Craving Christmas

Mom put down the spoon she was using to stir soup, and turned away from the stove. She instructed me and my sisters, “Tonight’s the eve of Saint Nicolas. After supper I want you to write your letters to Santa Claus.”

My sister Mary volunteered, “Kathy’s in first grade. She doesn’t know how to write yet, so I’ll write her letter for her.”

Although I was still too young to write my own letter to Santa Claus, I knew December 6th was the official start to the annual Christmas count-down. At bedtime we would put our letters to Santa in bowls at the place we always sat at the table. In the morning, the letters would be gone and we’d find the bowls filled with peanuts, angel food candy, bridge mix, candy canes and an orange.

For me, time dragged by too slowly between Saint Nicolas Eve and Christmas. I fretted and fussed. I wanted the tree up. I wanted to constantly hear Christmas songs. I wanted fun, Christmassy things to do. Most of all, I wanted to open a big pile of presents. The craving for all things Christmas was intense.

When I grew up in the 1950’s, Christmas was hardly mentioned before the first week of December. Luckily, my emotional agony didn’t start as early as Halloween as must be the case for children now, since stores promote Christmas sales two months in advance.

Traditional activities throughout the month helped me suffer less as they marked the time to the big day. Each year Mom made dozens of Christmas sugar cookies that needed frosting. Everyone in the family helped decorate them. For a day or two after, I had sugared Santa and reindeer cookies dancing in my head.   

WDLB, the local radio station, began to play Christmas songs a few weeks before the holiday. The station also had local children send in their letters to Santa. A very kind-voiced announcer read them to the audience each evening. I absolutely loved listening.

I also loved it when my sister Mary read holiday stories to me. One year the story she read was about a little orphan girl who found loving parents on Christmas Eve.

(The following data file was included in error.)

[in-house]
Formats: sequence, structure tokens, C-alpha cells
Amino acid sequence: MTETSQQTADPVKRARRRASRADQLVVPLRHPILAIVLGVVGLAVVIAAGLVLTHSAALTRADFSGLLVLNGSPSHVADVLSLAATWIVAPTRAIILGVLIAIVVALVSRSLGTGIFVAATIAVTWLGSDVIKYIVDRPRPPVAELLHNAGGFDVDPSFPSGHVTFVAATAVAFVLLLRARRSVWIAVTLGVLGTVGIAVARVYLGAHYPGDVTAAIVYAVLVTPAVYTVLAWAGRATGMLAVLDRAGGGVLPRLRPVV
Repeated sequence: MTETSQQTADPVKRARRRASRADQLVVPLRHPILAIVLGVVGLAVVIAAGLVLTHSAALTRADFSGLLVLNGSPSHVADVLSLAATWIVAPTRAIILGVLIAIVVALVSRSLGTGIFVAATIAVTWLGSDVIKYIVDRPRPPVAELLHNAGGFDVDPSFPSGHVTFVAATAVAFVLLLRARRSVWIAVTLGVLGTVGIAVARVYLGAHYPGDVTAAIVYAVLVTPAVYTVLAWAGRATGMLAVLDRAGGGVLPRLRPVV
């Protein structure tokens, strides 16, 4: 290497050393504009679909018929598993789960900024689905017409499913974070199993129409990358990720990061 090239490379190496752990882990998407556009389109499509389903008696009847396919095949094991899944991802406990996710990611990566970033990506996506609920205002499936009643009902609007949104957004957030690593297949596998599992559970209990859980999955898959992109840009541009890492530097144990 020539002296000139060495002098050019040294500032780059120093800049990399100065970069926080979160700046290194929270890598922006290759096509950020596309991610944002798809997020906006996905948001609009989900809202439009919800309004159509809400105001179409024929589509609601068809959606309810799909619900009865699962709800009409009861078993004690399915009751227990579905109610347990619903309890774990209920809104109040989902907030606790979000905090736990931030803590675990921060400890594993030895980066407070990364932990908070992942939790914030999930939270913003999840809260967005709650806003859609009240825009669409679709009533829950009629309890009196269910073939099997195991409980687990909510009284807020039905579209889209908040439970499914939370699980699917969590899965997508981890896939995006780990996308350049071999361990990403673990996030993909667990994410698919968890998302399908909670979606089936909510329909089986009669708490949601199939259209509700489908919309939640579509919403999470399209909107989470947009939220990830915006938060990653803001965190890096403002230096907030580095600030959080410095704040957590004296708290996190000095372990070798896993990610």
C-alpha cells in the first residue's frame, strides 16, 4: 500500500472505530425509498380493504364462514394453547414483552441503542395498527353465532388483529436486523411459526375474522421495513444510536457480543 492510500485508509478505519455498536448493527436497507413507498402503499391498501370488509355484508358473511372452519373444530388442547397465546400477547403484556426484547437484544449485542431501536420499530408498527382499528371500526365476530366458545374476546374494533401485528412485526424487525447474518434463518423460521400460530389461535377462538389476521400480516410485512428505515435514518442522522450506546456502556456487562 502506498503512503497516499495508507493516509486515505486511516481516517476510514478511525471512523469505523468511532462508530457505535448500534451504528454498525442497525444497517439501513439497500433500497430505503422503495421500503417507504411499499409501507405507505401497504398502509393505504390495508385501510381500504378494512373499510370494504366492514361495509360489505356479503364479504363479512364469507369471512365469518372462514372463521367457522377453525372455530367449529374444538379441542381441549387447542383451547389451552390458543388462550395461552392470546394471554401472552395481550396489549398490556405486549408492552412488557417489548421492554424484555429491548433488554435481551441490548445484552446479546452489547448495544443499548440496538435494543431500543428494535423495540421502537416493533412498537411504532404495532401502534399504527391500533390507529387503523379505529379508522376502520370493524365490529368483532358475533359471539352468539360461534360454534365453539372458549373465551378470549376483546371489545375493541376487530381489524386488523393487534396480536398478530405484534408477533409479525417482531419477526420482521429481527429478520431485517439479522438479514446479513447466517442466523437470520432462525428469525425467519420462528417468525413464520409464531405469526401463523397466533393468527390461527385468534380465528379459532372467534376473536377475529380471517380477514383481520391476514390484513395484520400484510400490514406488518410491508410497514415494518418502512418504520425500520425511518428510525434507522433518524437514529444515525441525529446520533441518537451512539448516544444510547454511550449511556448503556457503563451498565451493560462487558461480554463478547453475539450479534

After all my fussing and stewing, the suffering came to an end. Relaxed and relieved, I could happily play with all my new toys next to the Christmas tree and eat goodies until my brain was 80% sugar.

Wistfully waiting for Christmas and all the trappings that go with it made it easy for me to forget the reason for the season is Jesus. As I grew older, I noticed that the church songs we sang before Christmas sounded so wistful.

O come, O come, Emmanuel,
And ransom captive Israel;
That mourns in lonely exile here,
Until the Son of God appear.
Rejoice! Rejoice! Emmanuel
Shall come to thee, O Israel.

O come, Thou Rod of Jesse, free
Thine own from Satan’s tyranny;
From depths of hell Thy people save,
And give them victory o’er the grave.
Rejoice! Rejoice! Emmanuel
Shall come to thee, O Israel.
.
 trans. H. S. Coffin (1916)
 

When I asked my teacher why the song sounded sad, she explained, “Long before Jesus was born, the Jewish nation hoped and longed for a savior to be born. They waited hundreds of years after the prophet, Isaiah had promised, “The virgin shall be with child, and bear a son, and shall name him Emmanuel.” Also, “For a child is born to us, a son is given us, upon his shoulder dominion rests. They name him Wonder-Counselor, God-Hero, Father-Forever, Prince of Peace.”

As an adult, I forgot how painful the wait for Christmas can be for a child. My daughter, Niki reminded me when she was six-years-old. I was ironing a shirt one December evening with Niki sitting nearby asking me questions about when things would happen and how long it would be yet. The pathos in her voice suddenly made me aware of the depth of her suffering. This painful craving wasn’t what I wanted for her. I felt sorry for my little daughter.

There was no way for me to make Niki’s angst go away. There were four more days for her to suffer through. Remembering what helped when I was her age, I turned off the iron and suggested, “Let’s sit in the living room and I’ll read to you.”

I settled down with a story book and began to read. Niki and her younger sister, Tammie, happily cuddled up close against me. They would soon grow to understand all the different levels of Christmas joy. The greatest being something they’d never outgrow, the birth of our loving Savior.

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